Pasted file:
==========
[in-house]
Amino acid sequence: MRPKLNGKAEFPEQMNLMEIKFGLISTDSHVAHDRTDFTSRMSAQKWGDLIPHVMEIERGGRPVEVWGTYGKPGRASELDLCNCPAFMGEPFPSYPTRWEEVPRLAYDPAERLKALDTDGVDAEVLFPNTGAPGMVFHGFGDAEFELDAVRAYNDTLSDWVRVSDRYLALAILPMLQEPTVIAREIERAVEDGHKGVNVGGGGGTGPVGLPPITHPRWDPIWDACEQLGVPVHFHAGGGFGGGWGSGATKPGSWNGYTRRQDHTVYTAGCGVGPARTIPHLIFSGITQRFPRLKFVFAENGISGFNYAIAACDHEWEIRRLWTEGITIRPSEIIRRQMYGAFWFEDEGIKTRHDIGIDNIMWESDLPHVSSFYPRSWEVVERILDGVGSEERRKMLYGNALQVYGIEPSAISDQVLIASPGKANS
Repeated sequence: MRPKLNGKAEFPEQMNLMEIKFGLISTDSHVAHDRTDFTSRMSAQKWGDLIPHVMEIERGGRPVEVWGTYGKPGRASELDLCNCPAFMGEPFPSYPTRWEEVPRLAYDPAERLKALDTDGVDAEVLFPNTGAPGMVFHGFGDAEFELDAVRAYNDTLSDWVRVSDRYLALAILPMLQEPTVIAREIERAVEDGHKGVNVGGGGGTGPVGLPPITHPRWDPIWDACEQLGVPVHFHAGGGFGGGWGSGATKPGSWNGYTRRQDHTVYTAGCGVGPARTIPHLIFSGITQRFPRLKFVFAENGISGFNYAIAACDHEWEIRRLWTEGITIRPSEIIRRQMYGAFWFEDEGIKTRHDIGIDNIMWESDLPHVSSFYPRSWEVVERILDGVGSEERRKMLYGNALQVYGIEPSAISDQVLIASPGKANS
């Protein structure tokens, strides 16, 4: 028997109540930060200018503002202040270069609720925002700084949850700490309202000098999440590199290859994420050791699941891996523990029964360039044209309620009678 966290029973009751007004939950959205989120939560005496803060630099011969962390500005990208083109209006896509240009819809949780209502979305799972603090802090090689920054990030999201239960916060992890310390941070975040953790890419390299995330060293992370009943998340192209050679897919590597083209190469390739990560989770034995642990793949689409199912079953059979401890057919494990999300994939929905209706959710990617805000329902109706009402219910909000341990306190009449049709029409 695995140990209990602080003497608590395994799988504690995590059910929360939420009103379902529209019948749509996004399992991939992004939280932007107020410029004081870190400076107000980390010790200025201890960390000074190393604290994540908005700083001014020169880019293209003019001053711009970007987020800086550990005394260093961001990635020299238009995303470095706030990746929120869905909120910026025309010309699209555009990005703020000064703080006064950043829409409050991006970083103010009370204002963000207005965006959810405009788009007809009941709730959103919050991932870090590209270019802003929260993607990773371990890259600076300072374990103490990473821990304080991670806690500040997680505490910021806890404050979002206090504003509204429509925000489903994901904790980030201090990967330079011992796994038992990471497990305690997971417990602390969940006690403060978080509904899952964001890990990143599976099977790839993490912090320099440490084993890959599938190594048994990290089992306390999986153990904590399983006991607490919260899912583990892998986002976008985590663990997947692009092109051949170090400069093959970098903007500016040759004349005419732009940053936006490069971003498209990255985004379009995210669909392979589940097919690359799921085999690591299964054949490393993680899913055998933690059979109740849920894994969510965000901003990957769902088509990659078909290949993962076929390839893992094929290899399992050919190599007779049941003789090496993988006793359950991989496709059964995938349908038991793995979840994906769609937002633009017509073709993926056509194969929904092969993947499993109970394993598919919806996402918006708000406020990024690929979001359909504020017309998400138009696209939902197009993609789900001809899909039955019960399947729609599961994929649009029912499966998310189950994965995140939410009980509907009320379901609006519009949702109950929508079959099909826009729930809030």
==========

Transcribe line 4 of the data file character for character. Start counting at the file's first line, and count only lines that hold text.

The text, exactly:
């Protein structure tokens, strides 16, 4: 028997109540930060200018503002202040270069609720925002700084949850700490309202000098999440590199290859994420050791699941891996523990029964360039044209309620009678 966290029973009751007004939950959205989120939560005496803060630099011969962390500005990208083109209006896509240009819809949780209502979305799972603090802090090689920054990030999201239960916060992890310390941070975040953790890419390299995330060293992370009943998340192209050679897919590597083209190469390739990560989770034995642990793949689409199912079953059979401890057919494990999300994939929905209706959710990617805000329902109706009402219910909000341990306190009449049709029409 695995140990209990602080003497608590395994799988504690995590059910929360939420009103379902529209019948749509996004399992991939992004939280932007107020410029004081870190400076107000980390010790200025201890960390000074190393604290994540908005700083001014020169880019293209003019001053711009970007987020800086550990005394260093961001990635020299238009995303470095706030990746929120869905909120910026025309010309699209555009990005703020000064703080006064950043829409409050991006970083103010009370204002963000207005965006959810405009788009007809009941709730959103919050991932870090590209270019802003929260993607990773371990890259600076300072374990103490990473821990304080991670806690500040997680505490910021806890404050979002206090504003509204429509925000489903994901904790980030201090990967330079011992796994038992990471497990305690997971417990602390969940006690403060978080509904899952964001890990990143599976099977790839993490912090320099440490084993890959599938190594048994990290089992306390999986153990904590399983006991607490919260899912583990892998986002976008985590663990997947692009092109051949170090400069093959970098903007500016040759004349005419732009940053936006490069971003498209990255985004379009995210669909392979589940097919690359799921085999690591299964054949490393993680899913055998933690059979109740849920894994969510965000901003990957769902088509990659078909290949993962076929390839893992094929290899399992050919190599007779049941003789090496993988006793359950991989496709059964995938349908038991793995979840994906769609937002633009017509073709993926056509194969929904092969993947499993109970394993598919919806996402918006708000406020990024690929979001359909504020017309998400138009696209939902197009993609789900001809899909039955019960399947729609599961994929649009029912499966998310189950994965995140939410009980509907009320379901609006519009949702109950929508079959099909826009729930809030």